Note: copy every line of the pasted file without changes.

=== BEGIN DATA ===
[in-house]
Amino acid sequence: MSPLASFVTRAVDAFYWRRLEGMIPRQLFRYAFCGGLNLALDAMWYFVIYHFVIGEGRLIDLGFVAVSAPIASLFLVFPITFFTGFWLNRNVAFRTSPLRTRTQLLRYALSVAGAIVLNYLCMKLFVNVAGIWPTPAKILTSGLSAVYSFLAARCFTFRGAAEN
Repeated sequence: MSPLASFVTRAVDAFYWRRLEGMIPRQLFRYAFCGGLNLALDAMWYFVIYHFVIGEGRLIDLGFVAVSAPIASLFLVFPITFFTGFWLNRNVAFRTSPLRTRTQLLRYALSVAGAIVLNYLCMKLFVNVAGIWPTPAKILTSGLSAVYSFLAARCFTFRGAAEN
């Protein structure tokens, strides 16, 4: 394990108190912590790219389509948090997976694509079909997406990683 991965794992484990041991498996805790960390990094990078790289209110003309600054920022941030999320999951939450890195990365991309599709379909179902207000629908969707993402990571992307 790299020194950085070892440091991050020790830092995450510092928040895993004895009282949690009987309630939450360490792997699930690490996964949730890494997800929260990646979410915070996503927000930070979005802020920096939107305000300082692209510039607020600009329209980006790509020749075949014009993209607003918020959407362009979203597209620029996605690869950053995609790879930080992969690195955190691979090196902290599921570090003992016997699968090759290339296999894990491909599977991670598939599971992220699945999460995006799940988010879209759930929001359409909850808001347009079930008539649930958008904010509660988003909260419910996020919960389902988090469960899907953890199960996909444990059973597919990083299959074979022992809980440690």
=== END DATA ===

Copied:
[in-house]
Amino acid sequence: MSPLASFVTRAVDAFYWRRLEGMIPRQLFRYAFCGGLNLALDAMWYFVIYHFVIGEGRLIDLGFVAVSAPIASLFLVFPITFFTGFWLNRNVAFRTSPLRTRTQLLRYALSVAGAIVLNYLCMKLFVNVAGIWPTPAKILTSGLSAVYSFLAARCFTFRGAAEN
Repeated sequence: MSPLASFVTRAVDAFYWRRLEGMIPRQLFRYAFCGGLNLALDAMWYFVIYHFVIGEGRLIDLGFVAVSAPIASLFLVFPITFFTGFWLNRNVAFRTSPLRTRTQLLRYALSVAGAIVLNYLCMKLFVNVAGIWPTPAKILTSGLSAVYSFLAARCFTFRGAAEN
């Protein structure tokens, strides 16, 4: 394990108190912590790219389509948090997976694509079909997406990683 991965794992484990041991498996805790960390990094990078790289209110003309600054920022941030999320999951939450890195990365991309599709379909179902207000629908969707993402990571992307 790299020194950085070892440091991050020790830092995450510092928040895993004895009282949690009987309630939450360490792997699930690490996964949730890494997800929260990646979410915070996503927000930070979005802020920096939107305000300082692209510039607020600009329209980006790509020749075949014009993209607003918020959407362009979203597209620029996605690869950053995609790879930080992969690195955190691979090196902290599921570090003992016997699968090759290339296999894990491909599977991670598939599971992220699945999460995006799940988010879209759930929001359409909850808001347009079930008539649930958008904010509660988003909260419910996020919960389902988090469960899907953890199960996909444990059973597919990083299959074979022992809980440690």